Dharma Talk

Find­ing Ash­tanga Yoga helped teacher Erika Hal­weil tap the power of tapas and a daily prac­tice.

Yoga Journal - - Contents - Erika Hal­weil is a yoga teacher in New York. Learn more about her at erika­hal­weilyoga.com.


of my life—and my yoga prac­tice—be­gan to shift in my late 20s. When I was 29 years old, go­ing through a painful di­vorce, I was forced to make a new home for my­self and my 18-month-old daugh­ter (our home was in fore­clo­sure, as I was one of the many af­fected by the big mort­gage cri­sis of 2008). I no longer felt sup­ported by my daily asana and pranayama prac­tices. For the first time, my senses seemed clouded and dulled. In­stead of com­ing to the mat care- and painfree, I found my­self over­whelmed by the ac­tiv­ity in my mind and the dis­cour­age­ment in my heart—and I was dis­tracted by an un­fa­mil­iar fa­tigue and ach­i­ness.

For­tu­nately, fate guided me right back to my mat. I had al­ready been teach­ing yoga for nearly a decade at this point, and I had been ex­posed to Ash­tanga Yoga on sev­eral oc­ca­sions. But af­ter I had been strongly in­flu­enced against it by one of my most beloved teach­ers, I had re­acted to it with aver­sion and judg­ment. Yet, at this par­tic­u­lar mo­ment in my life, this prac­tice felt like home. I ap­pre­ci­ated the quiet. I was soothed by the even rhythm. I felt sup­ported by the de­tailed struc­ture.

In this sys­tem, you use your breath to link pos­tures in a pre­cise or­der, and you use your gaze to rest your at­ten­tion in a spe­cific place. With daily prac­tice, I re­al­ized very quickly that asana prac­tice is not so much about the var­i­ous pos­tures that come and go, but rather how

we uti­lize our even, con­tin­u­ous breath­ing and steady gaze to stay en­gaged in ac­tion and sus­tain fo­cus. When we prac­tice in this way, we can more pro­duc­tively greet the mild anx­i­ety that of­ten comes up when we try new and chal­leng­ing things—ul­ti­mately learn­ing how to ob­serve and re­spond rather than judge and re­act.

Of course, this is eas­ier said than done. Our bod­ies can dis­tract us with aches, pains, and crav­ings; our breath can be shal­low, er­ratic, and la­bored. And our minds are usu­ally wild with thoughts— jump­ing all over the place—and of­ten rid­dled with fear. How can you sim­ply drop into the prac­tice and steady your breath and mind, re­gard­less of how you are feel­ing or what has hap­pened that day?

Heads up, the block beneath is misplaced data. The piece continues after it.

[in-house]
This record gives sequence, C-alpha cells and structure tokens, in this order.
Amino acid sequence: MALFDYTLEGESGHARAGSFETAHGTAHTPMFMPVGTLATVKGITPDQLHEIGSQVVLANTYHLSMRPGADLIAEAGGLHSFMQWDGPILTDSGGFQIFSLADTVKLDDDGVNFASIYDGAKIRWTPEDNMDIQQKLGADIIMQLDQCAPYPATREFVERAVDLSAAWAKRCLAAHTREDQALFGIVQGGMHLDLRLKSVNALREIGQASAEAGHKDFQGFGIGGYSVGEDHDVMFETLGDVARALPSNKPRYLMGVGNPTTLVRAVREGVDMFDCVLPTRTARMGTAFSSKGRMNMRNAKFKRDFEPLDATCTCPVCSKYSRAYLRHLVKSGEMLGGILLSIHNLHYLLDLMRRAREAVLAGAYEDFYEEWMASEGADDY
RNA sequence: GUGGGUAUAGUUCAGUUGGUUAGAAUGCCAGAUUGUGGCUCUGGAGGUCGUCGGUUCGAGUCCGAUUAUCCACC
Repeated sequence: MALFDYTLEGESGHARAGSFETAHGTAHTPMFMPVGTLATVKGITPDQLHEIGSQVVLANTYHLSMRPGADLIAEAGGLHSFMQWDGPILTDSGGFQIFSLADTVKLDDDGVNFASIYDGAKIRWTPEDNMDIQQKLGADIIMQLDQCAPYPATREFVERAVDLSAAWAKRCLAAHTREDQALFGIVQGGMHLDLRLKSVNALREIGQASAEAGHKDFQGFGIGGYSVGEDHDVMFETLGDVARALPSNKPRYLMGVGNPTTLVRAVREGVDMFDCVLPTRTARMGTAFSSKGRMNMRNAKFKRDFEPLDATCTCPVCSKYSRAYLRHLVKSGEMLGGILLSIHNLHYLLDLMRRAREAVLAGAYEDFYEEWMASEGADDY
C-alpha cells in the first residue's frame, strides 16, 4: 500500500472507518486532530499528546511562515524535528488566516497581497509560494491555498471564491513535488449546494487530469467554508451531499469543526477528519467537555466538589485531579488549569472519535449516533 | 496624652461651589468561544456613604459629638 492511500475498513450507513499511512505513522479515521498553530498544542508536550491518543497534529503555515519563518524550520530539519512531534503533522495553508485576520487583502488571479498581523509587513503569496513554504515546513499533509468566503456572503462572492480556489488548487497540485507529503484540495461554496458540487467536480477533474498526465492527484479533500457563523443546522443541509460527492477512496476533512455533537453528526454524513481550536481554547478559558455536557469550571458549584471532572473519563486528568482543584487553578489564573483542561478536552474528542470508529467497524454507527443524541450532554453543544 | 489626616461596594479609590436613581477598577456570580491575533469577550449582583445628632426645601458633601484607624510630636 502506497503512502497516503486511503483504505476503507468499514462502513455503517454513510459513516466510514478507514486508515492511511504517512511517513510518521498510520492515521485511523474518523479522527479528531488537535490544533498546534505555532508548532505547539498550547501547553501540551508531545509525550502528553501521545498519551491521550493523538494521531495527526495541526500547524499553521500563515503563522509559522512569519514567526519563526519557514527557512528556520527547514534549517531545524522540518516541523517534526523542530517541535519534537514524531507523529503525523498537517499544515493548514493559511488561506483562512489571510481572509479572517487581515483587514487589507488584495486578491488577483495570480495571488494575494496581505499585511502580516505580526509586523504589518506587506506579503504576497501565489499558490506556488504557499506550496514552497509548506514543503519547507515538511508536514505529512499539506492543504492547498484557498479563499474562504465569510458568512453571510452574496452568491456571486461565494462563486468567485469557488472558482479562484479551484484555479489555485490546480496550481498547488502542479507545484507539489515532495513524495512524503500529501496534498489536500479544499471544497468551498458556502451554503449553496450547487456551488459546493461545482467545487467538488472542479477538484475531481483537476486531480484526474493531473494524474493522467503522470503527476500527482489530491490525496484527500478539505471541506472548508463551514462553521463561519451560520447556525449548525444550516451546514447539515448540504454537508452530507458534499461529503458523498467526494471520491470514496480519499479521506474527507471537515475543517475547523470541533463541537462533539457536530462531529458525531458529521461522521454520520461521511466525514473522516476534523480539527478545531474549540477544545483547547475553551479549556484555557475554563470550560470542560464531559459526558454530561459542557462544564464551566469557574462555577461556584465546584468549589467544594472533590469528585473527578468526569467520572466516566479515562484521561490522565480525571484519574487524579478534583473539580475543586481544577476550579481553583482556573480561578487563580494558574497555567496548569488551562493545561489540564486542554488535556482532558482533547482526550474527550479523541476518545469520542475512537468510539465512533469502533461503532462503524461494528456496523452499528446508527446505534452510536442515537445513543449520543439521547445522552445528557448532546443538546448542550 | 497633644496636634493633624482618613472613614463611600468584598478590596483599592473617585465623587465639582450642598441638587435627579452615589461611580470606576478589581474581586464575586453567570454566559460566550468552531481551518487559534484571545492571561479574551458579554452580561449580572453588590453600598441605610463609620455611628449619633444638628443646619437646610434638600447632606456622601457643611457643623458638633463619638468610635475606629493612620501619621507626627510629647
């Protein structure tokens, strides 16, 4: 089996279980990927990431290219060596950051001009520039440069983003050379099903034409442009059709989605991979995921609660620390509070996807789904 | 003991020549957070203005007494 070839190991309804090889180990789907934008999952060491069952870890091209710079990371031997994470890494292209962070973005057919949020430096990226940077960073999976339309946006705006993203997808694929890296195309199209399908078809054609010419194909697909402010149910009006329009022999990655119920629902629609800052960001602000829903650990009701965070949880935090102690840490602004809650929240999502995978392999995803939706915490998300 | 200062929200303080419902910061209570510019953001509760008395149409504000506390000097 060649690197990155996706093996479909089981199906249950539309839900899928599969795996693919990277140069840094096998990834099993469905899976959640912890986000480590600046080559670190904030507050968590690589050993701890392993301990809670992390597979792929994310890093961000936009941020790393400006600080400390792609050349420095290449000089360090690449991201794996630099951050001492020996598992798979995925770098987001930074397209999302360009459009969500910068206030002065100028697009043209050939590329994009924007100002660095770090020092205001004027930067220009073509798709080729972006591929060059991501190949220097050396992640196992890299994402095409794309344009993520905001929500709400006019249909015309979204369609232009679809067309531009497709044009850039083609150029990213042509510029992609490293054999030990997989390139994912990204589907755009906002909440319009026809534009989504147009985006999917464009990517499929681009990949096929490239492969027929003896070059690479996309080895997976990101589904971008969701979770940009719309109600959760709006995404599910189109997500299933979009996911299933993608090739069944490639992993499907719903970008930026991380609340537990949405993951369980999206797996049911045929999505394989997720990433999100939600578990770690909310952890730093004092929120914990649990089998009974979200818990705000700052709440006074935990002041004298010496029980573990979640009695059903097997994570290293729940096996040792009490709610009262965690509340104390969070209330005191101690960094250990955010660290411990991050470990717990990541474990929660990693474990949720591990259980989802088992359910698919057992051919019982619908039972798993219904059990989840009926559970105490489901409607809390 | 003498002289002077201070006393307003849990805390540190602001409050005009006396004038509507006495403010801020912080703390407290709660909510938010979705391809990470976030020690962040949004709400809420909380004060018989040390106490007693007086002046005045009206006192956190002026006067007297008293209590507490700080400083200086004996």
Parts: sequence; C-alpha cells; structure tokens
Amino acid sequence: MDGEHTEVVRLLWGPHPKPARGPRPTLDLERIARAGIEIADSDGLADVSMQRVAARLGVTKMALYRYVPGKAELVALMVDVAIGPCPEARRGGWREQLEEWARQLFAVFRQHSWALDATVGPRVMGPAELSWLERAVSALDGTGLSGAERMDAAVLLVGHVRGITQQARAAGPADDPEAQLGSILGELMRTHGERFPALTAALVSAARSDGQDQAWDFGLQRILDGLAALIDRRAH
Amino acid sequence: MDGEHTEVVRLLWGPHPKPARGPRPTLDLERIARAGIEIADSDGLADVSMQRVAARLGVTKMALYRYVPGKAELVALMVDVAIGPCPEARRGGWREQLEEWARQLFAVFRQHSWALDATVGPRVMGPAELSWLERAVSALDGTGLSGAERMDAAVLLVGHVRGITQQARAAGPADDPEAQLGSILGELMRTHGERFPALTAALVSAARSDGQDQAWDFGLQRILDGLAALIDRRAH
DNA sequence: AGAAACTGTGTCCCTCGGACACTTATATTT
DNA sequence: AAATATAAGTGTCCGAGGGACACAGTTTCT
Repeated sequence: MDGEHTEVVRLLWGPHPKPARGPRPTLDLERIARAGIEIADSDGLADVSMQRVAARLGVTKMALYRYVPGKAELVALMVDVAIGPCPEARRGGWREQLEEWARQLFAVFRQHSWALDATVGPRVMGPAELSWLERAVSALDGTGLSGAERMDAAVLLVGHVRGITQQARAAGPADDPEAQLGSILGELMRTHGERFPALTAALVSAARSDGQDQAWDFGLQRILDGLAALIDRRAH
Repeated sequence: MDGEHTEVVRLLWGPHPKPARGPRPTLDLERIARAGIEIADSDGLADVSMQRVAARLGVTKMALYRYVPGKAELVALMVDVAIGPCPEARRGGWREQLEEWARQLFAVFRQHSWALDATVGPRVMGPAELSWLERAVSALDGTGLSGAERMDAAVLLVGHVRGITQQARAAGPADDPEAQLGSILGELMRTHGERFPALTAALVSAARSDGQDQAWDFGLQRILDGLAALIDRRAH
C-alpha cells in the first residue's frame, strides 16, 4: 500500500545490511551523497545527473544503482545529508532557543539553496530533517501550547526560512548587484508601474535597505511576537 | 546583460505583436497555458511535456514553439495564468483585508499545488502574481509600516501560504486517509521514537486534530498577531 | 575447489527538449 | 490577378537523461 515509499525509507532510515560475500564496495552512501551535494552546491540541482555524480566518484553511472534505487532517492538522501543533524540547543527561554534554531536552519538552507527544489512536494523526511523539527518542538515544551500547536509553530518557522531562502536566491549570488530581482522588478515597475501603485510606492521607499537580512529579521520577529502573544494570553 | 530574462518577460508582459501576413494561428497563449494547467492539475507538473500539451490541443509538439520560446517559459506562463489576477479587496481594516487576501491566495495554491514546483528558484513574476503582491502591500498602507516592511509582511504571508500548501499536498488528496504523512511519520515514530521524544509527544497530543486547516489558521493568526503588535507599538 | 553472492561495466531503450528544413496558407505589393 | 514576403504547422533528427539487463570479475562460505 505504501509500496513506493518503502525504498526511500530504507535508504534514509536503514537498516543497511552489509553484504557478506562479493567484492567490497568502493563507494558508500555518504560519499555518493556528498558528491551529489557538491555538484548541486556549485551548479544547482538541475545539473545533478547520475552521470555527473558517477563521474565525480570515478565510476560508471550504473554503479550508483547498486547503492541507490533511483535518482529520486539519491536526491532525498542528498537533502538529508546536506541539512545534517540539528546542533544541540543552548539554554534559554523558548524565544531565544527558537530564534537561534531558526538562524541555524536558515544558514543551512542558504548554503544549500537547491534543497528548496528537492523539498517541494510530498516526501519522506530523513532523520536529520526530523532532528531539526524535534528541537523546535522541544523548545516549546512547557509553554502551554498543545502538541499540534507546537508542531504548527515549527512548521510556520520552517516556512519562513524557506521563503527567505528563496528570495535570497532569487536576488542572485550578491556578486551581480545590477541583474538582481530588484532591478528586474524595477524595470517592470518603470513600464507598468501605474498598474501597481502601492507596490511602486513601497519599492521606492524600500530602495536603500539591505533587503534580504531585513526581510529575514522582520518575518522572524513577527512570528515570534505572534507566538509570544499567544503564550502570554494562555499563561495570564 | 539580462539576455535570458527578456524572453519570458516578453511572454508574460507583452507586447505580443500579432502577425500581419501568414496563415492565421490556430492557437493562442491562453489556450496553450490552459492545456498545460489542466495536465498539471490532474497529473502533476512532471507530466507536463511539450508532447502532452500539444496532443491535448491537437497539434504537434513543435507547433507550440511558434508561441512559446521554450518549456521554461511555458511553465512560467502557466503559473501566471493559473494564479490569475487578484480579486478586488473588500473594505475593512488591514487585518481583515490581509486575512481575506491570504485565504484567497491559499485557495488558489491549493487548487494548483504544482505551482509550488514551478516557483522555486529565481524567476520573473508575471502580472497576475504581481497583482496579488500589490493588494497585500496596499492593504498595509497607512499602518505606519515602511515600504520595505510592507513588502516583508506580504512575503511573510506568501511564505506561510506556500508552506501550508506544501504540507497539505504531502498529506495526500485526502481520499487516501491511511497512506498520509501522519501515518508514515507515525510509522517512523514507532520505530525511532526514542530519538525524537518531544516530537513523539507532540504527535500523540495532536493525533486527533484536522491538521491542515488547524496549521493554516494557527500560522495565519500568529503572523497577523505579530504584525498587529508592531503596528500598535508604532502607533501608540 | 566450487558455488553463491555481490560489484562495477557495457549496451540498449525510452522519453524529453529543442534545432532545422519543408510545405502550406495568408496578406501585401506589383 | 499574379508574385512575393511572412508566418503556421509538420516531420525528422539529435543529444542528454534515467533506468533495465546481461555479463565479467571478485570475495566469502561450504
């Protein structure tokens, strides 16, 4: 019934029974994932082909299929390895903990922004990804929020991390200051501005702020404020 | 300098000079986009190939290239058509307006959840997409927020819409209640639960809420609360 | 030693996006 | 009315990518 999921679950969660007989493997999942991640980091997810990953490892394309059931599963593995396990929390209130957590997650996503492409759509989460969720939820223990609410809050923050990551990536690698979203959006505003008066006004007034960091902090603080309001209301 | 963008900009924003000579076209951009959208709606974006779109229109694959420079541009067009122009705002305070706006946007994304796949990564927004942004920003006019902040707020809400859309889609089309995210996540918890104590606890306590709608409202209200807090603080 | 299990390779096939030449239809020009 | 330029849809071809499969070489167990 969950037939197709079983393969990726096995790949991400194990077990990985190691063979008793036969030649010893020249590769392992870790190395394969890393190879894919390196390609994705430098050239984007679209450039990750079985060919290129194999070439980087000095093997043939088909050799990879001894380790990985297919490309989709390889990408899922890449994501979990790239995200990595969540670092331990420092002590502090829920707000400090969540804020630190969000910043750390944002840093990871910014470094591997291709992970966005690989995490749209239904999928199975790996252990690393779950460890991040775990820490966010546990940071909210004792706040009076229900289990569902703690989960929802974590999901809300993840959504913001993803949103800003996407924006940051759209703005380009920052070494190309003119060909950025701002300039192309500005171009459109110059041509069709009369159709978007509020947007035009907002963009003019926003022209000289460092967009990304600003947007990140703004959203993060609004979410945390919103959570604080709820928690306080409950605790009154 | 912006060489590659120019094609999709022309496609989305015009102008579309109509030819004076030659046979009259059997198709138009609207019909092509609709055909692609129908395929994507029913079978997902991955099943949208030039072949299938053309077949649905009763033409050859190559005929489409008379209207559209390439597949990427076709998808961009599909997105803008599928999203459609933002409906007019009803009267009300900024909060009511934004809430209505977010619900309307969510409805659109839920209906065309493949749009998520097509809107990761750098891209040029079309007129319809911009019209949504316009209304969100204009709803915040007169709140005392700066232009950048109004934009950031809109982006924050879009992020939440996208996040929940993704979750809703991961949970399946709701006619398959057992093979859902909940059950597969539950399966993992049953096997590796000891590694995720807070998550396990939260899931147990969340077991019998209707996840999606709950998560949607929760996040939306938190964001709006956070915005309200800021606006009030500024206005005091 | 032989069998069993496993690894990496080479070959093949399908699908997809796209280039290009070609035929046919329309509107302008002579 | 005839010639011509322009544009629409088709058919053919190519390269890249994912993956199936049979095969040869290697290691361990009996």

When my in­abil­ity to fo­cus and my ten­dency to­ward distraction be­came too pro­found, I re­al­ized that I needed to get out of my head. In­stead of fol­low­ing the move­ment of my mind, I di­rected my at­ten­tion to my senses.

In the Yoga Su­tra, Patan­jali ex­plains that the key to men­tal pu­rifi­ca­tion is tapas— dis­ci­plined ef­fort, which pro­duces a cleans­ing heat. When one’s mind and body are pu­ri­fied through tapas, the heart is free to shine.

Tapas is our will­ing­ness to use body, breath, and mind to be­gin an unglu­ing process—to make a sac­ri­fi­cial fire of our­selves. This fire can be un­com­fort­able, so tapas also refers to the abil­ity to cul­ti­vate and sus­tain the ca­pac­ity for the hard work that helps us over­come chal­lenges and set­backs. One of the ways yoga helps us prac­tice this dis­ci­pline and create the fric­tion and sub­se­quent heat re­quired for change is by giv­ing our senses some­thing to fo­cus on so they don’t run wild and tear our minds apart.

Asana (re­lat­ing to our sense of touch) are de­signed to soften us and help us re­lease fear, pain, and doubt. In this sys­tem, we are

en­cour­aged to re­main still, with­out fid­get­ing, for the length of the pos­ture. This re­sis­tance to fid­get­ing re­quires thought and con­tin­u­ous ef­fort and cre­ates heat. We breathe through the nose, with sound, into the en­tirety of the rib cage, ch­est, and back, while the mouth re­mains closed. This struc­tured, even breath­ing (re­lat­ing to our sense of sound, smell, and taste) also re­quires thought and ef­fort and adds to the fire we are build­ing. The breath is a con­stant re­minder that things come and things go, and re­sis­tance to this is fu­tile.

Our sense of sight in yoga is sup­ported and strength­ened by the gaze. We are en­cour­aged to rest our eyes softly, in one place, to help fo­cus the mind. As we help our sense or­gans to fo­cus, we burn away distraction and be­come more sen­si­ble and more sen­si­tive. This has an ef­fect on our re­la­tion­ship with the world. We be­gin to cul­ti­vate dis­cern­ment that will help fur­ther our spir­i­tual pur­suits through bet­ter choices.

It was the clear struc­ture of the Ash­tanga prac­tice; the ex­plicit, im­me­di­ate goal of cul­ti­vat­ing deep, pu­ri­fy­ing heat; and clear in­struc­tion to con­sciously di­rect all of my senses to be­ing present that was most lib­er­at­ing as I dealt with the chal­lenges of my late 20s.

The heat that I cul­ti­vated brought a youth­ful sup­ple­ness to my body. All of the de­tails and sup­port al­lowed for free­dom from the heav­i­ness of my mind. The re­lief I re­ceived on the mat al­lowed for an effortless re­turn to my en­joy­ment of sa­cred texts, pranayama, chant­ing, and med­i­ta­tion prac­tices. Very soon there­after, as is al­ways the way, the dark clouds passed, and I was left with a deeper un­der­stand­ing of why we take the time to prac­tice each day—to make our­selves ever more re­cep­tive to the divine gifts all around and within us.

Erika Hal­weil

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